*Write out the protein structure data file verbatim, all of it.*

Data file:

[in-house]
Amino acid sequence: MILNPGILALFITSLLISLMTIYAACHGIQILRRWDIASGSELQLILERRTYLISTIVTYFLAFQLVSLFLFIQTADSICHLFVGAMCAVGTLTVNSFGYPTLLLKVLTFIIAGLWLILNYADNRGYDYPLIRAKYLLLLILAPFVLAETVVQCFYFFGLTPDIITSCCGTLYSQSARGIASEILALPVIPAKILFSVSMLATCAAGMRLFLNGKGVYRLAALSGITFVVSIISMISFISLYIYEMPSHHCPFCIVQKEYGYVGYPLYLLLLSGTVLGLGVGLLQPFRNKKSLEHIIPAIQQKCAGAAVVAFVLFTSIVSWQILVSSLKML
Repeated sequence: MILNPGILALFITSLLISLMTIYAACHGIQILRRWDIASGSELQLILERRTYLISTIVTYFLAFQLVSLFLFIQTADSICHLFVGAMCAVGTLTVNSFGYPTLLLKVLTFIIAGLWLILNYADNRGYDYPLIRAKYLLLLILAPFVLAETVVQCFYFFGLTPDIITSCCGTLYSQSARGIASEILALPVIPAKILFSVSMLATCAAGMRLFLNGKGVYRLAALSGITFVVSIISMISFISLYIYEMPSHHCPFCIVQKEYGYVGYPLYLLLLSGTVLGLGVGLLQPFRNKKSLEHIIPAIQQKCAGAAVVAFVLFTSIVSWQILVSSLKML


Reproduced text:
[in-house]
Amino acid sequence: MILNPGILALFITSLLISLMTIYAACHGIQILRRWDIASGSELQLILERRTYLISTIVTYFLAFQLVSLFLFIQTADSICHLFVGAMCAVGTLTVNSFGYPTLLLKVLTFIIAGLWLILNYADNRGYDYPLIRAKYLLLLILAPFVLAETVVQCFYFFGLTPDIITSCCGTLYSQSARGIASEILALPVIPAKILFSVSMLATCAAGMRLFLNGKGVYRLAALSGITFVVSIISMISFISLYIYEMPSHHCPFCIVQKEYGYVGYPLYLLLLSGTVLGLGVGLLQPFRNKKSLEHIIPAIQQKCAGAAVVAFVLFTSIVSWQILVSSLKML
Repeated sequence: MILNPGILALFITSLLISLMTIYAACHGIQILRRWDIASGSELQLILERRTYLISTIVTYFLAFQLVSLFLFIQTADSICHLFVGAMCAVGTLTVNSFGYPTLLLKVLTFIIAGLWLILNYADNRGYDYPLIRAKYLLLLILAPFVLAETVVQCFYFFGLTPDIITSCCGTLYSQSARGIASEILALPVIPAKILFSVSMLATCAAGMRLFLNGKGVYRLAALSGITFVVSIISMISFISLYIYEMPSHHCPFCIVQKEYGYVGYPLYLLLLSGTVLGLGVGLLQPFRNKKSLEHIIPAIQQKCAGAAVVAFVLFTSIVSWQILVSSLKML